— Ben Brody (email | twitter)

In Washington

The House passed a series of antitrust bills, which are expected to pass through the Senate. The package strengthens existing antitrust law but stops short of introducing new measures, such as the ones proposed in the more extensive American Innovation and Choice Online Act. The bills include:

Palantir won a $229 million contract with the Department of Defense. The yearlong contract involves Palantir providing AI and machine learning services to the U.S. military.

Democrats in Congress urged the FTC to block Amazon’s iRobot acquisition. Sen. Elizabeth Warren and Reps. Katie Porter and Pramila Jayapal were among those who signed the letter, which asks the FTC to block the acquisition for both market concentration and data privacy concerns. “Amazon has repeatedly used data collection to crowd out competition and further establish its dominance with consumers,” the group wrote.

The Federal Communications Commission wants satellite providers to clean up after themselves — in space. Through new rules approved yesterday, low-Earth orbit satellite providers will be required to dispose of defunct satellites within five years. The move is intended to limit the possibility of orbital collisions due to a buildup of space junk.


Every great tech product that you rely on each day, from the smartphone in your pocket to your music streaming service and navigational system in the car, shares one important thing: part of its innovative design is protected by intellectual property (IP) laws.

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In the states

New York state will ban new gas-powered vehicle sales by 2035. California passed a similar law just a few weeks ago. New York also set checkpoint targets to have 35% of new car sales be zero-emission vehicles by 2026, and 68% by 2030.

Amazon expanded an early-access paycheck program. All U.S. Amazon employees will have access to Anytime Pay, which advances up to 70% of earned pay without fees. However, consumer groups are asking the CFPB to scrutinize the sector out of fear of consumer harm.

State regulators want to block Celsius’ planned sale of stablecoin holdings. Regulators from Vermont and Texas filed motions arguing that those sales by the failed stablecoin operator could be used to resume operations, violating their respective state laws.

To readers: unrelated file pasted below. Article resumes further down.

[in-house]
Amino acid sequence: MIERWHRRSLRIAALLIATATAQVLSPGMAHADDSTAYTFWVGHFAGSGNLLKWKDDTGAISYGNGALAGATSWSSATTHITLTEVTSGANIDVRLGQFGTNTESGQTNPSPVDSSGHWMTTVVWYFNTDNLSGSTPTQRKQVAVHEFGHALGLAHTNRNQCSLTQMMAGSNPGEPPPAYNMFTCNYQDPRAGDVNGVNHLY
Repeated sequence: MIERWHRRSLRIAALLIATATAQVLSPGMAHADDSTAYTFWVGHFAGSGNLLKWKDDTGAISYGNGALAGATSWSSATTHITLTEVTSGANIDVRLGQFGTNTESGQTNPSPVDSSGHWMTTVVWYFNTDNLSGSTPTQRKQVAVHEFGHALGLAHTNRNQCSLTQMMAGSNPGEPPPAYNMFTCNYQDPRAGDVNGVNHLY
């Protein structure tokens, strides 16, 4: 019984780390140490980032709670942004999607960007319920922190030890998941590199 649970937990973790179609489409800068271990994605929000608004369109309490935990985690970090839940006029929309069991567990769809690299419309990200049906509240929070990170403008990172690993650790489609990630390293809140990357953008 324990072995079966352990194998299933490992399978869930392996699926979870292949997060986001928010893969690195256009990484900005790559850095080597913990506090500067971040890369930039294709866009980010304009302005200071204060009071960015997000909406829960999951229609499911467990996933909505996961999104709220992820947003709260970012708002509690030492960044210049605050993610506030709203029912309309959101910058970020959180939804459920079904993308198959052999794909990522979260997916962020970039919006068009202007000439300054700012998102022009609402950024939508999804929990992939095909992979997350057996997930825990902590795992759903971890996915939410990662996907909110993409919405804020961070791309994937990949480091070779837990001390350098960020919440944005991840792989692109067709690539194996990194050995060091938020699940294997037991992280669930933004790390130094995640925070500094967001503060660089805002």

Nevada is considering using drones and surveillance bracelets to monitor incarcerated people. State officials say they are facing a severe labor shortage for corrections officers.

In the courts

NetChoice and CCIA again asked a federal appeals court to block the Texas social media law. The unopposed filing argues that the status quo should remain while everyone waits to see if the Supreme Court takes up the case. The 5th Circuit Court recently ruled that Texas could enforce its social media law.

An eBay official was sentenced to nearly five years in jail for harassing corporate critics. The official, James Baugh, pleaded guilty to charges of orchestrating a harassment campaign, along with several other eBay employees, against bloggers who were critical of the company.

On Protocol

Protocol spoke with France’s former minister of state for digital, Cédric O. He touched on the potential for a EU-U.S. decoupling, regulating Web3, and regulatory priorities in Europe.

Protocol has answers to your questions about California’s new pay transparency laws. “I don’t think they’re going to be able to get around it in California, because once you have employees in California, California has all the protections of this law,” Aaron Goldstein, a Seattle-based partner at the law firm Dorsey & Whitney, told Protocol.

In data

778 million cubic meters: That’s how much natural gas may have leaked from the Nord Stream pipelines, according to estimates from the Danish Energy Agency. To put that in perspective, that’s about a third of the total annual emissions in Denmark.

“What did you get done this week?”

In another text log gem, Parag Agrawal asked Musk if he could tone down the tweets in order to help the company be less distracted. Musk, who has been critical of Twitter’s productivity, responded, “What did you get done this week?” He added, “I’m not joining the board. This is a waste of time.”


If we want our nation’s rich history of innovation to continue, experts say, we must create an IP protection ecosystem that helps ensure that tech innovation will thrive.

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Thanks for reading — see you Monday.